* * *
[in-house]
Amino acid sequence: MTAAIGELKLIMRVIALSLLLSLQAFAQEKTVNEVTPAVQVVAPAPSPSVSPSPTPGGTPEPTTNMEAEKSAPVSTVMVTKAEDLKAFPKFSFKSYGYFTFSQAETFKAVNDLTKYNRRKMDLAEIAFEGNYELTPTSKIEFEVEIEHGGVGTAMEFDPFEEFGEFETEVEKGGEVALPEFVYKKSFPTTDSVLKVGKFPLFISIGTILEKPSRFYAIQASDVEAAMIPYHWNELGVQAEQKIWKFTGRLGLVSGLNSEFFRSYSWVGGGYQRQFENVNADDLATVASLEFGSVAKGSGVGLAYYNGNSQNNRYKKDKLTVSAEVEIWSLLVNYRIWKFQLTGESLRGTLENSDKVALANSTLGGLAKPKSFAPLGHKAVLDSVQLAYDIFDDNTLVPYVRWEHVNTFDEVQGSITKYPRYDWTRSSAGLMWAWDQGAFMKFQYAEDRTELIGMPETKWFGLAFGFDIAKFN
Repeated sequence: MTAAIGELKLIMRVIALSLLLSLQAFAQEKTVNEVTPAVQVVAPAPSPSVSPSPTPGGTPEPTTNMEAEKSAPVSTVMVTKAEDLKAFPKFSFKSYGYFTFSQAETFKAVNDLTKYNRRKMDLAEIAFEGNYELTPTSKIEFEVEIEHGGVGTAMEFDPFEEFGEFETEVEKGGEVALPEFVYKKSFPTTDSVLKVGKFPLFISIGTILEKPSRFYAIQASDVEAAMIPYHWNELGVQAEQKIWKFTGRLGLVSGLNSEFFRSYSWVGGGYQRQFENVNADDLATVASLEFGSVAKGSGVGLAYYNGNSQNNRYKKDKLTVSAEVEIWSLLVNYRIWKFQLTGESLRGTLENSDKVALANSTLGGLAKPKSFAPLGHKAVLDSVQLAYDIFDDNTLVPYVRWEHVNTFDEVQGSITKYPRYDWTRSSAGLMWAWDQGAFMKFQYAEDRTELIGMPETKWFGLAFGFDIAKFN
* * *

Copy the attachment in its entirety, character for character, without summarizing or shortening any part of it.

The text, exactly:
[in-house]
Amino acid sequence: MTAAIGELKLIMRVIALSLLLSLQAFAQEKTVNEVTPAVQVVAPAPSPSVSPSPTPGGTPEPTTNMEAEKSAPVSTVMVTKAEDLKAFPKFSFKSYGYFTFSQAETFKAVNDLTKYNRRKMDLAEIAFEGNYELTPTSKIEFEVEIEHGGVGTAMEFDPFEEFGEFETEVEKGGEVALPEFVYKKSFPTTDSVLKVGKFPLFISIGTILEKPSRFYAIQASDVEAAMIPYHWNELGVQAEQKIWKFTGRLGLVSGLNSEFFRSYSWVGGGYQRQFENVNADDLATVASLEFGSVAKGSGVGLAYYNGNSQNNRYKKDKLTVSAEVEIWSLLVNYRIWKFQLTGESLRGTLENSDKVALANSTLGGLAKPKSFAPLGHKAVLDSVQLAYDIFDDNTLVPYVRWEHVNTFDEVQGSITKYPRYDWTRSSAGLMWAWDQGAFMKFQYAEDRTELIGMPETKWFGLAFGFDIAKFN
Repeated sequence: MTAAIGELKLIMRVIALSLLLSLQAFAQEKTVNEVTPAVQVVAPAPSPSVSPSPTPGGTPEPTTNMEAEKSAPVSTVMVTKAEDLKAFPKFSFKSYGYFTFSQAETFKAVNDLTKYNRRKMDLAEIAFEGNYELTPTSKIEFEVEIEHGGVGTAMEFDPFEEFGEFETEVEKGGEVALPEFVYKKSFPTTDSVLKVGKFPLFISIGTILEKPSRFYAIQASDVEAAMIPYHWNELGVQAEQKIWKFTGRLGLVSGLNSEFFRSYSWVGGGYQRQFENVNADDLATVASLEFGSVAKGSGVGLAYYNGNSQNNRYKKDKLTVSAEVEIWSLLVNYRIWKFQLTGESLRGTLENSDKVALANSTLGGLAKPKSFAPLGHKAVLDSVQLAYDIFDDNTLVPYVRWEHVNTFDEVQGSITKYPRYDWTRSSAGLMWAWDQGAFMKFQYAEDRTELIGMPETKWFGLAFGFDIAKFN